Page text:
Running a non-profit has never been an easy task, and the COVID-19 pandemic has certainly made fundraising more challenging. And an organisation’s capacity to fundraise is inevitably and kindredly tied to its ability to be seen.
With a mishmash of different projects in Vietnam and Cambodia ranging from scholarships for schoolchildren, handicraft and quilt production to micro-credit for villagers to start vegetable and livestock farms, the Mekong Delta-based community development organisation Mekong Plus is no stranger to variety.
“Before [the pandemic], we hosted regular boat and bamboo bicycle tours to the provinces where our beneficiaries live,” Bernard Kervyn, Mekong Plus’ founding director, explained, while emphasising the need to migrate this ‘tried-and-tested visibility’ online as the pandemic moves slowly towards becoming endemic.
“We have to be creative and find new ways. One good thing [about the 21st Century] is the internet,” he exclaimed. “I’m dreaming of the day we have 5G in Vietnam!”
One can be quite sure that betting on other odds beyond tourism would likely gain more traction.
New crowdfunding horizons with GIVE.asia
GIVE.asia, a free crowdfunding portal, has given Mekong Plus a new grain of hope in reaching a larger audience on the Internet. From the needy seeking ways to fund hospital bills to community-spirited endeavours that fund humanitarian efforts around the world, Mekong Plus’ array of beneficiary portfolios proved to be a great addition to the portal which is based and developed in Singapore.
“It’s 0% platform fee policy [for non-profits] is something we really appreciate,” Bernard explained.
With images of beneficiaries and campaign displayed intuitively and a dedicated team that verifies the authenticity of each listing, GIVE.asia works hand-in-hand with organisations to spread their mission while gaining trust of potential donors swiftly and effectively.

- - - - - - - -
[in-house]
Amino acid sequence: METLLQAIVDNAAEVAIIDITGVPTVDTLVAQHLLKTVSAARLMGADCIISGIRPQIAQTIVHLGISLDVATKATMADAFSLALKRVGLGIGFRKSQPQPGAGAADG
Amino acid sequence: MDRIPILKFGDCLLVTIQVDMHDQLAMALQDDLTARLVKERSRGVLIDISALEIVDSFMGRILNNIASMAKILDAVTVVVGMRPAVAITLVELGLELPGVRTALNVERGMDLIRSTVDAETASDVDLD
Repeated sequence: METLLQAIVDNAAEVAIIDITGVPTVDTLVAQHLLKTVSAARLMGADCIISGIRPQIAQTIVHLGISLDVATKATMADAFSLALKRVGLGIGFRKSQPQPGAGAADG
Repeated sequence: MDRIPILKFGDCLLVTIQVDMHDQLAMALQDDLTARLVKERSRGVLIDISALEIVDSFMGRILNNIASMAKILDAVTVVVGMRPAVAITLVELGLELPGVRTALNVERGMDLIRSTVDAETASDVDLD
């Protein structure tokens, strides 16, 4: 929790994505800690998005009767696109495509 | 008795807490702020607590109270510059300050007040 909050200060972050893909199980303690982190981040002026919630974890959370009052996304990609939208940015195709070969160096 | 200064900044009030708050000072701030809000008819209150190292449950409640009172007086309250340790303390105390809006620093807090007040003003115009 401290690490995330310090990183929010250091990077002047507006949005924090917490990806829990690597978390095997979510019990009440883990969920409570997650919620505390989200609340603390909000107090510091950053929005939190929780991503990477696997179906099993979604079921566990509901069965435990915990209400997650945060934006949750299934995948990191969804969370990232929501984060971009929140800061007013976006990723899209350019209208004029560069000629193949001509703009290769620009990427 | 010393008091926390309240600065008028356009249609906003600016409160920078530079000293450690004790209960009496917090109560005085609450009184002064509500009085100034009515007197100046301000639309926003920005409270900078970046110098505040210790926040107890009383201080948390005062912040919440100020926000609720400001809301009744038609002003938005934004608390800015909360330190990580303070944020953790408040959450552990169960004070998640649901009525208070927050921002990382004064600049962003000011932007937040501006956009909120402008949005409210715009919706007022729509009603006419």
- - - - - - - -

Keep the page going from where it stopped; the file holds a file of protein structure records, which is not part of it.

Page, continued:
To date, Mekong Plus has completed more than 30 crowdfunding goals through GIVE.asia.
Going virtual to publicise Mekong Plus’ mission
Besides providing regular updates for beneficiaries and thanking them systematically through e-mail and crowdfunding portals, the Mekong Plus team continue to seek methods that allow donors and friends to feel connected to the project as closely as possible.
Training Mekong Plus’ volunteers and staff members to help them excel at quality documentation has become a core task; good pictures and good videos build confidence in donors.
“We focus on 30 – 40 second video clips… the first 5 seconds of a video is vital,” Bernard reminded.
How Mekong Plus eliminate poverty
Since June this year, Mekong Plus’ team has been hosting weekly Zoom tours of its activities every Saturday afternoon as an alternative to its physical tours during the pandemic. Each tour hosts about 10 visitors and on-location staff are able to answer questions in English while beneficiaries have the chance to relate their thoughts and experiences to a global audience.
“Sharing the experience to our donors and friends remains important,” Bernard related, believing that showing people that poverty can be eliminated helps accelerate efforts.
“People are mostly stuck at home [around the world] and our 1-hour virtual tours can be a great escape [for them]!” He emphasised.
Establishing ties in the business world
Back in the physical world, Mekong Plus has spent the last year and half or so building ties with the business community of Vietnam.
“Two years ago, Mekong Plus was quite unknown [except through Mekong Quilts]. [Then] many people heard about us on Facebook and Linkedin,” Bernard elaborated. The team quickly realised that Linkedin is an important channel to connect NGOs and social organisations with professionals and business entities and groups willing to help.
“Six months ago, we were chosen as the only NGO to be sponsored by a football tournament with the French Chamber [of Commerce and Industry in Vietnam] and raised VND30,000,000.”
Foot for hope tournament organisides by the CCIFV
In the long run, participation in events organised by business associations such as the European Chamber of Commerce in Vietnam may be time consuming but the resultant connections are often invaluable.
How you can help Mekong Plus
Ultimately, Mekong Plus is seeking ways to establish relationships with regular donors.
“10 euros a month goes a long way, often helping more than one child in the process because VND500,000 is what we propose to keep them in school,” Bernard explained.
Through precise updates and access to cloud folders that allow donors to witness change, Mekong Plus believes that transparency is indispensible.
Currently, Mekong Plus is completing the legal framework that will allow it to conduct fundraisers in the United States as a certified NGO.